Few jobs offer the opportunity of a flexible schedule, the majority of employees will be stuck in a never-ending fixed schedule, doing the same tasks over and over again.
4- Unwanted job changes
Employers can switch the employee’s schedule, position, and tasks at any given moment.
5- Low salary
Employees are paid according to their qualifications, the pathway to earning more is to get more qualified. The employee could be spending this time investing in himself instead of qualifying to favor someone else.
Employee vs entrepreneurial mindset: Which one to pick?
There is no black and white answer when it comes to the employee vs entrepreneurial mindset.
It’s all a matter of circumstances, personality, and personal taste.
Some people will be happy with a 9 to 5 job under someone else’s command, and some will stop at nothing to be their own boss.
Is an Entrepreneur Born or Made?
Entrepreneurs come in all shapes and sizes, they’re both born and made.
Although some individuals are born predisposed to become entrepreneurs, there’s no perfect DNA formula or way to accurately tell how their working life will turn out.
The likelihood of starting a business is influenced by genes, but at the same time, bad circumstances are the sweet spot for innovation, therefore, entrepreneurship can be the product of an unbearable situation.
Here are some entrepreneurs that came from the bottom:
1- Oprah Winfrey
She was born into poverty but became the richest African American of the 20th century with a current net worth of around 2.6 billion dollars, according to Business insider.
2- Jan Koum
The co-founder of WhatsApp was also born into poverty in a village near Kyiv. He’s now the proud holder of an estimated 10 billion dollars after selling WhatsApp to Facebook.
3- Larry Ellison
He came from a working-class family and his adoptive father constantly told him he wasn’t good enough. When he grew up, not long after he and a few other co-founders started Oracle, they landed their first big customer, the CIA. Oracle is now one of the world’s biggest tech giants. Larry Ellison is now the sixth-richest person on the planet with a net worth of around 100 billion dollars.
How do you go from employee to entrepreneur mindset?
Depending on how your brain is wired, the mindset switch can happen instantly or gradually. However, being a full-blown entrepreneur requires enough time to learn, practice, and make mistakes, there are no shortcuts to the experience.
In order to switch your mindset from employee to entrepreneur, you must acquire these foundational psychological structures:
Unshakeable will to make it happen
Before you attempt to change your lifestyle, ask yourself what’s the reason for the commitment. This introspective act will determine if you have what it takes, entrepreneurs with a strong motive are less likely to give up halfway.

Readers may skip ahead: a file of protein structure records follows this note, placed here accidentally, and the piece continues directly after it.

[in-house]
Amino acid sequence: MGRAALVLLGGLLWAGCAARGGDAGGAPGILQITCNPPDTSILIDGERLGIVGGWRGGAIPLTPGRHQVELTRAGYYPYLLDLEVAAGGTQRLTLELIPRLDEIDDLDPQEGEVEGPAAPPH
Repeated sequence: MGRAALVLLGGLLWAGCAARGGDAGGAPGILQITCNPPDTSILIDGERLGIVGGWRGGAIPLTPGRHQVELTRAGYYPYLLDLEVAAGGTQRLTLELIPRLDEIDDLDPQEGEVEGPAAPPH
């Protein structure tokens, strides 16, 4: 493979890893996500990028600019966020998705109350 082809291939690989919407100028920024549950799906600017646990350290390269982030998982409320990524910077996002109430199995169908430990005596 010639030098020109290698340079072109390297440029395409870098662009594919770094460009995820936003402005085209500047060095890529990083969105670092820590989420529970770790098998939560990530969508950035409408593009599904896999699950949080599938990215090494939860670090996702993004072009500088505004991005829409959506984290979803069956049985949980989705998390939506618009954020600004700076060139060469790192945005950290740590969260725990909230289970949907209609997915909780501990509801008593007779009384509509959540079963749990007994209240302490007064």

It’s important to acknowledge the truth, nobody cares about what you do besides your parents, and maybe your closest friends. Self-motivation is a must-have to become an entrepreneur, you should never count on anyone else but yourself.
If you can’t let go of approval-seeking behaviors or can’t manage to do anything without peers, you’ll have a hard time leaving the employee mindset behind.
Forget about instant rewards and expect delayed results
You won’t have a paycheck to rely on anymore, you’ll be on your own. It’s up to you to work harder than you ever had now, in order to reap the benefits later.
As an employee, you’re working every day for a paycheck of a specific amount. As an entrepreneur, you’ll be working for yourself to grant your freedom, with unlimited potential income.
Learn to assemble ideas
You’ll have to be in a constant learning state, but not everything you learn will be practical. It’s crucial to distinguish what is just a piece of information from what is appliable in the real world.
Think less, act more
You’ll never find out what would’ve worked if you never try. Eliminate these words from your brain: would of, could of, should of. Replace them with immediate action every time a bright idea strikes you.
Set realistic goals
Get away from getting rich quick schemes, anything that promises to make you an overnight millionaire is a fraud. Small steps are the most reliable way to build wealth.
The Bottom Line
According to Guidant financial, what holds back aspiring entrepreneurs is not knowing where to start and trouble to obtain finance.
If you’re truly an entrepreneur at heart then you’ll undoubtedly find a way around financing troubles. Leaving the comfort zone might be frightening, but staying in it could be even worse.
There is no winning side when it comes to employee vs entrepreneurial mindset, both bring advantages and disadvantages. Each one suits a different class of people.
At the end of the day, these are just ways of thinking that can be tweaked with enough practice depending on how bad you’re willing to change.